We might think of the two ‘lo tovs’ – Jethro’s to Moses in this morning’s portion, and God’s comment in Genesis 2 – as two different antidotes for the problem of loneliness, both having to do with being in relationship.  In Genesis 2 it is pretty straight forward – God is saying that human beings need to be in caring relationships with other human beings.  With family members, with friends, people with whom they share history, common bonds, and values.  These individual relationships nourish and sustain us, and bring meaning to our lives.  I don’t think anyone would argue with that.

     But Jethro’s ‘lo tov’ to Moses is a little bit more complicated.  I would argue that Jethro is saying it is necessary for people not only to be in relationship with one another, but also to be in a relationship with a community, with something larger than they are.  When we stood this morning, together, as a congregation, to listen to the reading of the Ten Commandments, there is a power to that, a sense of being connected not only to one another but to something that is greater than we can ever be as individuals.  And that can only be found in the context of a community.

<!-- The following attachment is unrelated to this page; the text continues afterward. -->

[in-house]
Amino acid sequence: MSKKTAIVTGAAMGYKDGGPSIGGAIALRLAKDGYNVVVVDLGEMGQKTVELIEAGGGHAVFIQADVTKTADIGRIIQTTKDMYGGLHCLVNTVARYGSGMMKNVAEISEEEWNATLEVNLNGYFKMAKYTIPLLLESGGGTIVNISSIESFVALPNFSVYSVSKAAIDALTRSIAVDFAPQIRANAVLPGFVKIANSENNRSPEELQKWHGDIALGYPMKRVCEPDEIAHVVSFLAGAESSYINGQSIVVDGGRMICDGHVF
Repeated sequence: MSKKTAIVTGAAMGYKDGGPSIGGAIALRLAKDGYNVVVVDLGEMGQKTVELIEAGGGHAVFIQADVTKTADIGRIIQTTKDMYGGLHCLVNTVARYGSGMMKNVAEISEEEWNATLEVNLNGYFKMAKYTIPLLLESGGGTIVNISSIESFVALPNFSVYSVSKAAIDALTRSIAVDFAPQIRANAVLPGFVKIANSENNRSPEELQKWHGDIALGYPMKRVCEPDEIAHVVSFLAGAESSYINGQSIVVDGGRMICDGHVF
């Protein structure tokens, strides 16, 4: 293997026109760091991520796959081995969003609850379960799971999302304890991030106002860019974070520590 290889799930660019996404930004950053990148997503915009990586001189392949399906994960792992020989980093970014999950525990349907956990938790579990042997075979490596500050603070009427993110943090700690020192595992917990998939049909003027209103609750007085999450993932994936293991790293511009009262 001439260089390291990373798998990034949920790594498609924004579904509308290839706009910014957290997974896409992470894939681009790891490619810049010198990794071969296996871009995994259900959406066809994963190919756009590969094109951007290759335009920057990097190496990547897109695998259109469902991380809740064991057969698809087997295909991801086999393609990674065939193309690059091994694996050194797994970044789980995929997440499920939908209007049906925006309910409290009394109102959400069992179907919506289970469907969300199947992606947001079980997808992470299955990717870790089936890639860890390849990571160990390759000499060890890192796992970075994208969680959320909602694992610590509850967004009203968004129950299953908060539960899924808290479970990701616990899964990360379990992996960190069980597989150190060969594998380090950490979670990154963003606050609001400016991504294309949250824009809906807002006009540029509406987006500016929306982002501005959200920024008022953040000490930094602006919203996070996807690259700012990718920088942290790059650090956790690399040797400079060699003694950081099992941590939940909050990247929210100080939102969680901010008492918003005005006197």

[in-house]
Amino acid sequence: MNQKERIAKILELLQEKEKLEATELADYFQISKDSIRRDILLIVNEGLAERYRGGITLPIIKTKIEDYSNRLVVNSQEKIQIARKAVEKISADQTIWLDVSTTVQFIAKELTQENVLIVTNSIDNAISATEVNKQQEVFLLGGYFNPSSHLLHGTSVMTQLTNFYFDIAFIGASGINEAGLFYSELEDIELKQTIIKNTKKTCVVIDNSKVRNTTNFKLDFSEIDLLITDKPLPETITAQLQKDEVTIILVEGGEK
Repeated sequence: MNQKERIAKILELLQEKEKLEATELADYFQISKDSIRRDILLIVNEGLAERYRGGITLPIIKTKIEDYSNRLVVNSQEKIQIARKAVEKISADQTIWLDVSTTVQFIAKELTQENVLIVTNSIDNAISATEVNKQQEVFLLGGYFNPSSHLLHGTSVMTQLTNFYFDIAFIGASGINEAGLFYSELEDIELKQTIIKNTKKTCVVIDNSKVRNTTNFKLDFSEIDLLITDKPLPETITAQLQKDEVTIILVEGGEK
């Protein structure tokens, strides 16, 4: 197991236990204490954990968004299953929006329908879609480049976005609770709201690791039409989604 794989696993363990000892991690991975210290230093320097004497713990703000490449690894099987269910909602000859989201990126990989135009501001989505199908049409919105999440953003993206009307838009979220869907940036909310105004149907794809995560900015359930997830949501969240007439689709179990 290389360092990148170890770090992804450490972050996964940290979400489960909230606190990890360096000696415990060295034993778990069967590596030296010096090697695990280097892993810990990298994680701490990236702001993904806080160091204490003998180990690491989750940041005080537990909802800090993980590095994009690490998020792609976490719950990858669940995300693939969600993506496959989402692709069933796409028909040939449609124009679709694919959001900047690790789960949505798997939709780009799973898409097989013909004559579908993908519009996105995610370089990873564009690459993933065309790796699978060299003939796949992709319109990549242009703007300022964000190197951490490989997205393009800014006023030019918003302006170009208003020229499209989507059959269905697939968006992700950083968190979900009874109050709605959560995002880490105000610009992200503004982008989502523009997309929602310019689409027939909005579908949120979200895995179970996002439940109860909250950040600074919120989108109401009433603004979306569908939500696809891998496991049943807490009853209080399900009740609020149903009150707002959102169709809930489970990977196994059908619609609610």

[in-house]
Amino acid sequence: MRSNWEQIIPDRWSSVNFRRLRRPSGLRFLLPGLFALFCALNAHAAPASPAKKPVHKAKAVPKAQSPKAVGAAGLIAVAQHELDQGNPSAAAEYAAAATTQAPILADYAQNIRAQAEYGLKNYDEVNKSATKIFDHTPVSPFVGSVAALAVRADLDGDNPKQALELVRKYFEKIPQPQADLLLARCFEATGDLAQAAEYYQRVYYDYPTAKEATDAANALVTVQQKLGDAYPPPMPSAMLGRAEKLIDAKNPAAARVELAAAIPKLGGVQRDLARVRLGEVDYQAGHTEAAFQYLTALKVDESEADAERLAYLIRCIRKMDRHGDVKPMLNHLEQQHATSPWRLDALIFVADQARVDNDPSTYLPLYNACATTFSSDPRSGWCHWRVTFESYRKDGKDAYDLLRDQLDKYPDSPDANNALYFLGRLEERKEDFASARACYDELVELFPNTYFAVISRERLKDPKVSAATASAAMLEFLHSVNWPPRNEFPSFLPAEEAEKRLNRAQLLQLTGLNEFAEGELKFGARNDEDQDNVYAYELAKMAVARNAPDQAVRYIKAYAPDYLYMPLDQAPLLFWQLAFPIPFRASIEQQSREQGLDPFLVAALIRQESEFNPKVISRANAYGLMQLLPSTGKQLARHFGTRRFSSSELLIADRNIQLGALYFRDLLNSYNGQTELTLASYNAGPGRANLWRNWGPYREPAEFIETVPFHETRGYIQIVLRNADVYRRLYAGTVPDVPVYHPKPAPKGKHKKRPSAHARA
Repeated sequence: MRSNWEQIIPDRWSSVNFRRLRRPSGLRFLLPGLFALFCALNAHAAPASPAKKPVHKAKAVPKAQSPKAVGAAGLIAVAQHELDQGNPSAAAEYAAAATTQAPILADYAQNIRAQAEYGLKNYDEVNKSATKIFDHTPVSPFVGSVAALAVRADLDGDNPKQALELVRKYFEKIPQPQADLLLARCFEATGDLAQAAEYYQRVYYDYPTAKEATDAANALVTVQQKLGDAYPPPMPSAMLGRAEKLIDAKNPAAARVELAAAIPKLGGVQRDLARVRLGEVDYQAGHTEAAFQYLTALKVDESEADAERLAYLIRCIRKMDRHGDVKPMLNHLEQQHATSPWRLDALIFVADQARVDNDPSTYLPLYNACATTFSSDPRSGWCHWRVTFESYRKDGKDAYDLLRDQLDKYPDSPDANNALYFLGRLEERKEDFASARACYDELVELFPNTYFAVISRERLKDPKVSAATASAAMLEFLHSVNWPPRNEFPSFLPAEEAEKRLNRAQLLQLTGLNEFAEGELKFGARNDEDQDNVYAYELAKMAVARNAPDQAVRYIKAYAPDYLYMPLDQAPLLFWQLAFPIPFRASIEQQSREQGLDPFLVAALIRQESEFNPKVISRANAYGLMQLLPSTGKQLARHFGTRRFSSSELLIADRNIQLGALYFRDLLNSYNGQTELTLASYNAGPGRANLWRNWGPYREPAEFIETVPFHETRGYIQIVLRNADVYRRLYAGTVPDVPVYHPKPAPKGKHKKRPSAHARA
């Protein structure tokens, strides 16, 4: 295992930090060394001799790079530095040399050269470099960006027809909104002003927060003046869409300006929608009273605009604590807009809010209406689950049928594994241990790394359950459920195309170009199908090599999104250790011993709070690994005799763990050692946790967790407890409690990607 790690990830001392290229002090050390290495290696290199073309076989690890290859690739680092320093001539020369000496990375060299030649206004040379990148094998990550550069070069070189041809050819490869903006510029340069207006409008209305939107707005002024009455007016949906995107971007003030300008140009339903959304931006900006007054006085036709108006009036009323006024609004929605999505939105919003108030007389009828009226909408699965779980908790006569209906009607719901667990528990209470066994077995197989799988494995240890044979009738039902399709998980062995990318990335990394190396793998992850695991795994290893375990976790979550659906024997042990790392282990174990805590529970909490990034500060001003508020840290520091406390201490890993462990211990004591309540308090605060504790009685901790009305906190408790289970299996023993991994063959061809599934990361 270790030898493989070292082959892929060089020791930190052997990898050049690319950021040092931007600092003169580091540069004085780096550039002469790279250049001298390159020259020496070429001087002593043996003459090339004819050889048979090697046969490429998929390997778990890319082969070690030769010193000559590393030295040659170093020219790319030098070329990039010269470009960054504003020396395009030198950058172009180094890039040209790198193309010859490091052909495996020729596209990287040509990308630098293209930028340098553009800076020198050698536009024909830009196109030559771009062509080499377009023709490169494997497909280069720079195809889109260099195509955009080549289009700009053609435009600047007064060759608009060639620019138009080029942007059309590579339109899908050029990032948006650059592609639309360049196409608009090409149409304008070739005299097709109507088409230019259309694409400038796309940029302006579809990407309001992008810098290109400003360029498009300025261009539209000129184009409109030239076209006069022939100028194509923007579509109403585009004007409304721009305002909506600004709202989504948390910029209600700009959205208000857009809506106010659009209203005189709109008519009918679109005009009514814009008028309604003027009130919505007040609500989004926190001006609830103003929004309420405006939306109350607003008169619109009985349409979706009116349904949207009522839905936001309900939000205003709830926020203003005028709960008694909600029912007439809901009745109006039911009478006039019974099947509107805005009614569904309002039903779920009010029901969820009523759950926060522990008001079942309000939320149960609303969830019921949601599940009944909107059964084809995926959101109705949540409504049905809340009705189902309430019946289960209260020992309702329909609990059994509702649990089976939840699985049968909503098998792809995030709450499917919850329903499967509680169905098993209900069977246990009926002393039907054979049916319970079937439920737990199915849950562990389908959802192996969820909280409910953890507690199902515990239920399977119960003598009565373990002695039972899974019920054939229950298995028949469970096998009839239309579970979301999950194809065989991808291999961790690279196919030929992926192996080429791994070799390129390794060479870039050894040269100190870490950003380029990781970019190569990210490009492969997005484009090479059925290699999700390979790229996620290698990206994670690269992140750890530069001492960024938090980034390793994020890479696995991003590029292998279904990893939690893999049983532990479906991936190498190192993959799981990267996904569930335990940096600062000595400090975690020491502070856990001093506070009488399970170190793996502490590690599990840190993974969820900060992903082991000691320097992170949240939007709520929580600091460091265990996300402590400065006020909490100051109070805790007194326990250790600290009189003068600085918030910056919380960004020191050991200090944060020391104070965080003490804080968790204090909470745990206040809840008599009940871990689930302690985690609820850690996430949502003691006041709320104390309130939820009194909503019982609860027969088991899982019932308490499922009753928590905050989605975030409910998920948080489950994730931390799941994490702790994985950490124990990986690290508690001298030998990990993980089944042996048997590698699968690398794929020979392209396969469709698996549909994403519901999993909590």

There is one other layer to this idea of being in relationship with others that Judaism brings to the conversation, something that Robert Putnam was not concerned with when he wrote his book.  And that is that Judaism believes when we are in meaningful relationships with one another, we are also in relationship with God.  There is an old idea that we’ve all heard a million times, which is that in a Jewish house of worship you will never see a representative image of God anywhere.  In fact, the second commandment we read this morning says specifically לא תעשה לך פסל וכל תמונה – you should not make yourself a sculptured image, or any likeness.